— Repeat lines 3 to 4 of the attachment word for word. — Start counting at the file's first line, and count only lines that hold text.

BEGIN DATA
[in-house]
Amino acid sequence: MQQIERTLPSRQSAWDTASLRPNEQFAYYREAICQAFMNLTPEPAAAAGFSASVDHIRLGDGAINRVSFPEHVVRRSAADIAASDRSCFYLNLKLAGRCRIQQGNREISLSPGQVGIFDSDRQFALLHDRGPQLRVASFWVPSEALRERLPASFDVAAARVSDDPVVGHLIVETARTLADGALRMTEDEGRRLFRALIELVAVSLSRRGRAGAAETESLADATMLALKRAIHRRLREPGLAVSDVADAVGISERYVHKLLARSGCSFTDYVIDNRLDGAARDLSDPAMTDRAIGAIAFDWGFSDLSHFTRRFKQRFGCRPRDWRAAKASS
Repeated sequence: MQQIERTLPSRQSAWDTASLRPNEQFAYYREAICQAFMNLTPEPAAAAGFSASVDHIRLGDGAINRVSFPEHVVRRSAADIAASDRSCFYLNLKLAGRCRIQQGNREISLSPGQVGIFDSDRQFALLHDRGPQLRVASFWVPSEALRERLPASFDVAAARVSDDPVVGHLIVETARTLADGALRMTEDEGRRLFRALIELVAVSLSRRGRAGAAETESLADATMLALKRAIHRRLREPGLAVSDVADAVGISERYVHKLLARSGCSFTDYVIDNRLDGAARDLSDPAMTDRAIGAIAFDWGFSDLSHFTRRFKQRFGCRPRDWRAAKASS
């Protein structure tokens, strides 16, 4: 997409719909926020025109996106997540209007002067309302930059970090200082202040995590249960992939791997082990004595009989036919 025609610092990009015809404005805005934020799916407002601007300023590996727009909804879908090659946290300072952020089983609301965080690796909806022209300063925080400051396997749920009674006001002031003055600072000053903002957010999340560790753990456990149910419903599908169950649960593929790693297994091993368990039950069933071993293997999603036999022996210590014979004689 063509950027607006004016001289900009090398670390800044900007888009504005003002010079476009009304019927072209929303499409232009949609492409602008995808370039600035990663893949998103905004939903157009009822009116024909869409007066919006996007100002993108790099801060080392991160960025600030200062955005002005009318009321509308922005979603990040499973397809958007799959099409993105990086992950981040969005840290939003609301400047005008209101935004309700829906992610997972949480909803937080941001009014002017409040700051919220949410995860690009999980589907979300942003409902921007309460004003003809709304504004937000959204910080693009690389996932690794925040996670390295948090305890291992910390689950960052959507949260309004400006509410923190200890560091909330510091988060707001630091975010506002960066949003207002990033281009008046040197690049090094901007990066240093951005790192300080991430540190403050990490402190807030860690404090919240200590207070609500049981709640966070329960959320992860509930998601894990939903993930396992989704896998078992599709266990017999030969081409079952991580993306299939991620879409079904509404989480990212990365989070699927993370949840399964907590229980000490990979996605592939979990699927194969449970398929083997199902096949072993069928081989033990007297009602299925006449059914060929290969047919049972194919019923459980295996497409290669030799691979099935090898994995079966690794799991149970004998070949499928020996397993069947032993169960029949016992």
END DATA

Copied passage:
Repeated sequence: MQQIERTLPSRQSAWDTASLRPNEQFAYYREAICQAFMNLTPEPAAAAGFSASVDHIRLGDGAINRVSFPEHVVRRSAADIAASDRSCFYLNLKLAGRCRIQQGNREISLSPGQVGIFDSDRQFALLHDRGPQLRVASFWVPSEALRERLPASFDVAAARVSDDPVVGHLIVETARTLADGALRMTEDEGRRLFRALIELVAVSLSRRGRAGAAETESLADATMLALKRAIHRRLREPGLAVSDVADAVGISERYVHKLLARSGCSFTDYVIDNRLDGAARDLSDPAMTDRAIGAIAFDWGFSDLSHFTRRFKQRFGCRPRDWRAAKASS
């Protein structure tokens, strides 16, 4: 997409719909926020025109996106997540209007002067309302930059970090200082202040995590249960992939791997082990004595009989036919 025609610092990009015809404005805005934020799916407002601007300023590996727009909804879908090659946290300072952020089983609301965080690796909806022209300063925080400051396997749920009674006001002031003055600072000053903002957010999340560790753990456990149910419903599908169950649960593929790693297994091993368990039950069933071993293997999603036999022996210590014979004689 063509950027607006004016001289900009090398670390800044900007888009504005003002010079476009009304019927072209929303499409232009949609492409602008995808370039600035990663893949998103905004939903157009009822009116024909869409007066919006996007100002993108790099801060080392991160960025600030200062955005002005009318009321509308922005979603990040499973397809958007799959099409993105990086992950981040969005840290939003609301400047005008209101935004309700829906992610997972949480909803937080941001009014002017409040700051919220949410995860690009999980589907979300942003409902921007309460004003003809709304504004937000959204910080693009690389996932690794925040996670390295948090305890291992910390689950960052959507949260309004400006509410923190200890560091909330510091988060707001630091975010506002960066949003207002990033281009008046040197690049090094901007990066240093951005790192300080991430540190403050990490402190807030860690404090919240200590207070609500049981709640966070329960959320992860509930998601894990939903993930396992989704896998078992599709266990017999030969081409079952991580993306299939991620879409079904509404989480990212990365989070699927993370949840399964907590229980000490990979996605592939979990699927194969449970398929083997199902096949072993069928081989033990007297009602299925006449059914060929290969047919049972194919019923459980295996497409290669030799691979099935090898994995079966690794799991149970004998070949499928020996397993069947032993169960029949016992």